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Texas Instruments Launches Program to Put the Brakes on “Summer Slide”

By Cait Etherington
May 29, 2018

Summer may be fun for kids but for many teachers and parents, the effects of summer on children can be alarming. “Summer slide” is a term used to describe the extent to which students forget key concepts over the summer months. While all subjects are impacted, some subjects, including technology, engineering, and math (STEM) subjects, often see especially steep slides over the summer. This evidently creates a problem for teachers who often are forced to spend the entire month of September just getting students back to the performance levels they were exhibiting in June. Texas Instruments has launched an innovative blended learning program with the aim of putting the brakes on summer slide.

The Impact of “Summer Slide”

The National Summer Learning Association reports that the impact of summer slide is not only significant but widespread. According to the association, all young people experience learning losses when they do not regularly engage in educational activities over the summer months. As stated in their report, Doesn’t Every Child Deserve a Memorable Summer? “Research spanning 100 years shows that students typically score lower on standardized tests at the end of summer vacation than they do on the same tests at the beginning of the summer.” The association concludes that most students lose about two months of grade-level equivalency in math over the summer months. Some students also suffer in terms of reading. There is substantial evidence, for example, that low-income students often lose more than two months in reading achievement.

For many years, schools, school districts, and even colleges and universities have sought to actively address the notable summer slide in literacy by requiring summer reading for all students. The common practice of assigning one or more summer books to students ensures that all students, and not only those with parents invested in extracurricular reading, continue to read through the summer months. Unfortunately, there is no widespread equivalent when it comes to STEM-based subjects. This is precisely the gap that Texas Instruments’ new summer program hopes to fill.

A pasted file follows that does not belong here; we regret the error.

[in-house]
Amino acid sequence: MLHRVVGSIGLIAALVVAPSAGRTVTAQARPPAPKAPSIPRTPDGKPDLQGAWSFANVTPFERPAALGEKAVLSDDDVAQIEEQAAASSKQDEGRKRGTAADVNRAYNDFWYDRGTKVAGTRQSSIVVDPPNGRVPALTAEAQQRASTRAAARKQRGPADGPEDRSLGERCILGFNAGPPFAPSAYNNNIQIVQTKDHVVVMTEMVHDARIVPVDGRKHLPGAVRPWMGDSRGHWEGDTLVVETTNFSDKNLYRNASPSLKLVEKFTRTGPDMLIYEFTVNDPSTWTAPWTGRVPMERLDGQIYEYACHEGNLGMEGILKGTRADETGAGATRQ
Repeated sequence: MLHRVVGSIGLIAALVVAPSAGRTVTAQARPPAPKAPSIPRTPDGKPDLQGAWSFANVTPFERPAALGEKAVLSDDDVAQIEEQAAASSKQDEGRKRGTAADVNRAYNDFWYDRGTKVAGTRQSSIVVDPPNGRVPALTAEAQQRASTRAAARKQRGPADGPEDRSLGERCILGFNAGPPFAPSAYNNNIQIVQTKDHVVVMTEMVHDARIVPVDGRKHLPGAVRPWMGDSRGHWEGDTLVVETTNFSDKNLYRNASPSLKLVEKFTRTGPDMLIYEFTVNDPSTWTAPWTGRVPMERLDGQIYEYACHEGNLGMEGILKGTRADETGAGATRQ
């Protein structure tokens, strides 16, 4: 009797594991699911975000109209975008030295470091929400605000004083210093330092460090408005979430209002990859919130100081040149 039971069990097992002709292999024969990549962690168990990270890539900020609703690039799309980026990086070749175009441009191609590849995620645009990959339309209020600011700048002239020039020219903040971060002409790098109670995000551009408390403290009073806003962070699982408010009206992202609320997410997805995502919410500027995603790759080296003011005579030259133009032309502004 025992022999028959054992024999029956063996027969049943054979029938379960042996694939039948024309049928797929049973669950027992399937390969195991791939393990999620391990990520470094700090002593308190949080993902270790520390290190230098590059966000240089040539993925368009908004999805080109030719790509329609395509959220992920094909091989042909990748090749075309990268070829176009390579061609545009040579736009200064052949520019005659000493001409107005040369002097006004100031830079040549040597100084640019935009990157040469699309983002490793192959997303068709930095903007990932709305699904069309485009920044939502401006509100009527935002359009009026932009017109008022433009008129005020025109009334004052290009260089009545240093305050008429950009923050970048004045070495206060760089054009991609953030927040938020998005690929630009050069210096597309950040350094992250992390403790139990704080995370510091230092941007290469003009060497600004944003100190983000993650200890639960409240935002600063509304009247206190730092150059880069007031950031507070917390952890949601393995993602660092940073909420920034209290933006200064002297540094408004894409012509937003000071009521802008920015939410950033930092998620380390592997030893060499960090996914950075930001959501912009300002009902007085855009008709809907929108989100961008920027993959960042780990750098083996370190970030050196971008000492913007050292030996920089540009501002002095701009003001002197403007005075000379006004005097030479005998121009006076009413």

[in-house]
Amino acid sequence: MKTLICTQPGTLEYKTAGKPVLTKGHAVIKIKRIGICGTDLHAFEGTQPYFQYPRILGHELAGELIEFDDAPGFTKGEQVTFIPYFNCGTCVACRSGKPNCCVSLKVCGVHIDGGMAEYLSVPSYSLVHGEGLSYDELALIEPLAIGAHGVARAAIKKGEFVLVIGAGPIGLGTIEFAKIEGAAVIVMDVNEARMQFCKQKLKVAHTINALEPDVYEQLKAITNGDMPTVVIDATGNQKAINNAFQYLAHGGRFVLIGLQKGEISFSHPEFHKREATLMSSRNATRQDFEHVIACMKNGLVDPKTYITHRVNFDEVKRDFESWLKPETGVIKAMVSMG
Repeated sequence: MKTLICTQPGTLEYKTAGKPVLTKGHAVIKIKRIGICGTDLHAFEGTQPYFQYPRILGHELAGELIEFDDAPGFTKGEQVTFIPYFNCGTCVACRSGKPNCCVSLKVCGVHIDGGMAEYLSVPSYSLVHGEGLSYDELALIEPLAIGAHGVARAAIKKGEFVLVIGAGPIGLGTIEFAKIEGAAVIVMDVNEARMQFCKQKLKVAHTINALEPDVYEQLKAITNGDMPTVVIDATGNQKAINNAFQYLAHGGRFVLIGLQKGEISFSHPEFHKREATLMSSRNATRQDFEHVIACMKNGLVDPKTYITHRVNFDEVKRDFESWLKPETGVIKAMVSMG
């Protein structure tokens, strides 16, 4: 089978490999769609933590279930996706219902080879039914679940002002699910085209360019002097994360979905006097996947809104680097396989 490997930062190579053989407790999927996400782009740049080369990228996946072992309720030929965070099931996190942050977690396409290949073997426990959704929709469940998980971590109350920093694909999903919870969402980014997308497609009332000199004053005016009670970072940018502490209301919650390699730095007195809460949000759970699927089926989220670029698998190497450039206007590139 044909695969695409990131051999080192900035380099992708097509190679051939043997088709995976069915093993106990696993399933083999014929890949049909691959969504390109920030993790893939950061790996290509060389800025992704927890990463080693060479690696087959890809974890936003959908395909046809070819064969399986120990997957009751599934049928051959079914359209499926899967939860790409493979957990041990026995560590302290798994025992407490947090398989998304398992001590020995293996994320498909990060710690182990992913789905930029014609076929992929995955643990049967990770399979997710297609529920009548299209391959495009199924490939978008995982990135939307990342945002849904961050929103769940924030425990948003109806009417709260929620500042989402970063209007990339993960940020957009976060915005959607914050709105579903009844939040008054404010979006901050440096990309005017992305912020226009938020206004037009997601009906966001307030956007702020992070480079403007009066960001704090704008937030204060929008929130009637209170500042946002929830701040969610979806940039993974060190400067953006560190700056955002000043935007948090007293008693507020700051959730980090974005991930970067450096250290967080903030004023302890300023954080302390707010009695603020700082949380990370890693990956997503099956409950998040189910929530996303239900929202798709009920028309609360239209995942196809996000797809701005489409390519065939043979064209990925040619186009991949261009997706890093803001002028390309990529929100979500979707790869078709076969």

The Texas Instruments’ Solution

On May 22, Texas Instruments (TI) announced a program to stop “summer slide.” As stated in a news release issued to announce the new program, “From now through September, TI’s STEM squad will visit school campuses across the country, offering project-based learning activities that make important STEM concepts relevant in real-world, meaningful ways.” In addition, TI will also host “virtual field trips” throughout the summer to offer even more students an opportunity to engage with STEM activities.

Peter Balyta, president of TI Education Technology emphasizes, “Learning doesn’t have to end when the last school bell rings. Summer is an ideal time for students to experiment with math, science and even basic engineering, without the added pressure of grades or tests. TI’s summer STEM activities were designed with fun in mind, knowing that during the summer break, we need to work even harder to keep students engaged with STEM.”

The TI summer program will include a series of fun and simple activities that introduce students from middle school through high school to STEM, coding and the basics of engineering design. Among other activities, students can learn to program an alarm that will alert owners if they forget their pet in a hot car. They will also have an opportunity to learn about basic robotics.

While most of us are familiar with TI for their reliable line of calculators, which have been a standard back-to-school purchase for decades, TI continues to grow and expand. Its Education Technology division now also includes a range of resources for students and teachers designed promote STEM education. Its new program to combat summer slide among middle schoolers and high school students appears to be part of TI’s expanding educational mandate.